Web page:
Translucence perception is not dependent on cortical areas critical for processing colour or texture.
Chadwick AC., Heywood CA., Smithson HE., Kentridge RW.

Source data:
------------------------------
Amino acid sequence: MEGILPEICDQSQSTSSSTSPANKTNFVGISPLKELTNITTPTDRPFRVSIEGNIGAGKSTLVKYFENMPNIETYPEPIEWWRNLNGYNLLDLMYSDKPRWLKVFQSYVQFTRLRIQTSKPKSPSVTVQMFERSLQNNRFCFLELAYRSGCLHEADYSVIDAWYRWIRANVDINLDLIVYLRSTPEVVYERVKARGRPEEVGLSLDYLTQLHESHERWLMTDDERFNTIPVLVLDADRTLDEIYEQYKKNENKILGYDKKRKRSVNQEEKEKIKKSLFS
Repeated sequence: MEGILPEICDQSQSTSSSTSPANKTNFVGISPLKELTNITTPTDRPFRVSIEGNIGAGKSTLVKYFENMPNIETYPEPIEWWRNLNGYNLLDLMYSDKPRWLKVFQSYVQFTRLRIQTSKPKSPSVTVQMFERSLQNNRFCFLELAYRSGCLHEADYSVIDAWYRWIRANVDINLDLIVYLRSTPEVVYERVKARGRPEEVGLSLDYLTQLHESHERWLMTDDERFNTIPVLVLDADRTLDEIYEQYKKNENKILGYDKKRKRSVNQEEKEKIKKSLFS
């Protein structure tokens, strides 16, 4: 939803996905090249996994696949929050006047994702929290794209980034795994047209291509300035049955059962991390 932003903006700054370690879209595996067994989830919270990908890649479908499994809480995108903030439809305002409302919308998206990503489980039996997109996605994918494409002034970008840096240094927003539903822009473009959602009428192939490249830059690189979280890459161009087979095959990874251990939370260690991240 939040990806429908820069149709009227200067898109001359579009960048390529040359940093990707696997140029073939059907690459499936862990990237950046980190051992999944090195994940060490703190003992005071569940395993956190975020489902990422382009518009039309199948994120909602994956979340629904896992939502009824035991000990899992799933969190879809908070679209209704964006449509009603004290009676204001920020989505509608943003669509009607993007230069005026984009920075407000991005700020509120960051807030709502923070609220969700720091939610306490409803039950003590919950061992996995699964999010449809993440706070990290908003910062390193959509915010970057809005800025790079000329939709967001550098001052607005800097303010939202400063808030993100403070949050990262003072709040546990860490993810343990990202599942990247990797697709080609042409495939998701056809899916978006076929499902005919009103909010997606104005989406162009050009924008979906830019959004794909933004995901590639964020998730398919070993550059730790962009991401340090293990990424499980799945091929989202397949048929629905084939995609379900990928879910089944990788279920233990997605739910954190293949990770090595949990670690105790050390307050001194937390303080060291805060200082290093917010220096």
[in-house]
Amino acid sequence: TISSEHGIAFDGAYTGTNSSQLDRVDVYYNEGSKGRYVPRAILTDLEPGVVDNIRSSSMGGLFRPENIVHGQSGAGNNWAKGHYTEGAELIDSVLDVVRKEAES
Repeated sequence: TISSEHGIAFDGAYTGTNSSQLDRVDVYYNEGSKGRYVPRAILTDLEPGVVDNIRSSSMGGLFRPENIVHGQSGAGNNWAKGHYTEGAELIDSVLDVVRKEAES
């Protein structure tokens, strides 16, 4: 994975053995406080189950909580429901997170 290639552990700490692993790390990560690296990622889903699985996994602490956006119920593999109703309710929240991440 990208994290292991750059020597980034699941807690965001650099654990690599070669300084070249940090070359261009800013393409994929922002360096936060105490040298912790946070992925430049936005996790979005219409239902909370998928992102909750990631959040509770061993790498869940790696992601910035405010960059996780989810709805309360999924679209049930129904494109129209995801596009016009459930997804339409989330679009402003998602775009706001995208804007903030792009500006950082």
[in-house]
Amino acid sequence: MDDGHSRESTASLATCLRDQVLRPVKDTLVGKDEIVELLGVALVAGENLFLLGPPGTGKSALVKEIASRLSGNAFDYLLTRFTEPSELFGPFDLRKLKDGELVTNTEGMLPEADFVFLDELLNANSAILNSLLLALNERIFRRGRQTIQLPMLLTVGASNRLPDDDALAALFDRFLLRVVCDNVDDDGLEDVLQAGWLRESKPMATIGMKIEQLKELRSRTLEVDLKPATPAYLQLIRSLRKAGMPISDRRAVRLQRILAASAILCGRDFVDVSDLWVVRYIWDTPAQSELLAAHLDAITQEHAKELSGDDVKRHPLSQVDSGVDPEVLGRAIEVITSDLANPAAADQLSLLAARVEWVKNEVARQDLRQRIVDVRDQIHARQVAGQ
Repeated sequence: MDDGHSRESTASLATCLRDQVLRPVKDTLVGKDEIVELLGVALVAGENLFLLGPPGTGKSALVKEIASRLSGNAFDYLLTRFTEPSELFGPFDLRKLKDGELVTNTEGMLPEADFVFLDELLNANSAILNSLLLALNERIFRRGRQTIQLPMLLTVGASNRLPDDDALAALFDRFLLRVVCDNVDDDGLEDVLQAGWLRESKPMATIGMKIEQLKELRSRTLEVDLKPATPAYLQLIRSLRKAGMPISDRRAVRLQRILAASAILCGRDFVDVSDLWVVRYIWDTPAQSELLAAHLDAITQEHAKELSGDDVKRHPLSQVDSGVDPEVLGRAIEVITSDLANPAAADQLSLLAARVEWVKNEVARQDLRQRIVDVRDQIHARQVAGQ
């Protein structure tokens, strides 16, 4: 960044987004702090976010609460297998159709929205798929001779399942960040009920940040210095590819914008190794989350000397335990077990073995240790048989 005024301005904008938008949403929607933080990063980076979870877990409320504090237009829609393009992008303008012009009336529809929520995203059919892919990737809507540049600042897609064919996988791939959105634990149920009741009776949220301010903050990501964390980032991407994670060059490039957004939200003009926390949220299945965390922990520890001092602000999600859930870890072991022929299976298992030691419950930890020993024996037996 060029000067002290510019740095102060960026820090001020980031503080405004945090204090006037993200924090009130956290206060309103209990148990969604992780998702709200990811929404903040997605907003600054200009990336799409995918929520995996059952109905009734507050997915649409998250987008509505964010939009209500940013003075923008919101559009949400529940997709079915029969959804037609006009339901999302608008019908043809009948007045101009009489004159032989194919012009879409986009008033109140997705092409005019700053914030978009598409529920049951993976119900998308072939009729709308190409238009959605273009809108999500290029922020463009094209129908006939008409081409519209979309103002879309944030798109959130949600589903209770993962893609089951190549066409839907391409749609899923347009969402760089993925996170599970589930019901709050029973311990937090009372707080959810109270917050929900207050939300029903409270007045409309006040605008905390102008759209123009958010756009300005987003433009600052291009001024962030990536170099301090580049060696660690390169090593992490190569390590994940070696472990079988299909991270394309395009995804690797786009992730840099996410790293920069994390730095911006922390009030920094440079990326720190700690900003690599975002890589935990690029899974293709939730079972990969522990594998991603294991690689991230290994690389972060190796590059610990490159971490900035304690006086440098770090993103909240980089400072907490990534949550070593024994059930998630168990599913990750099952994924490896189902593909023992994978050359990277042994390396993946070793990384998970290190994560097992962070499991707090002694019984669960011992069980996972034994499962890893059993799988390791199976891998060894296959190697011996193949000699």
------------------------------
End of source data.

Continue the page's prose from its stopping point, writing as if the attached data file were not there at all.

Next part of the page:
Translucence is an important property of natural materials, and human observers are adept at perceiving changes in translucence. Perceptions of different material properties appear to arise from different cortical regions, and it is therefore plausible that the perception of translucence is dependent on specialised regions, separate from those important for colour and texture processing. To test for anatomical independence between areas necessary for colour, texture and translucence perception we assessed translucency perception in a cortically colour blind observer, who performs at chance on tasks of colour and texture discrimination. Firstly, in order to establish that MS has shown no significant recovery, we assessed his colour perception performance on the Farnsworth-Munsell 100 Hue Test. Secondly, we tested him with two translucence ranking tasks. In one task, stimuli were images of glasses of tea varying in tea strength. In the other, stimuli were glasses of tea varying only in milkiness. MS was able to systematically rank both strength and milkiness, although less consistently than controls, and for tea strength his rankings were in the opposite order. An additional group of controls tested with greyscale versions of the images succeeded at the tasks, albeit slightly less consistently on the milkiness task, showing that the performance of normal observers cannot be transformed into the performance of MS simply by removing colour information from the stimuli. The systematic performance of MS suggests that some aspects of translucence perception do not depend on regions critical for colour and texture processing.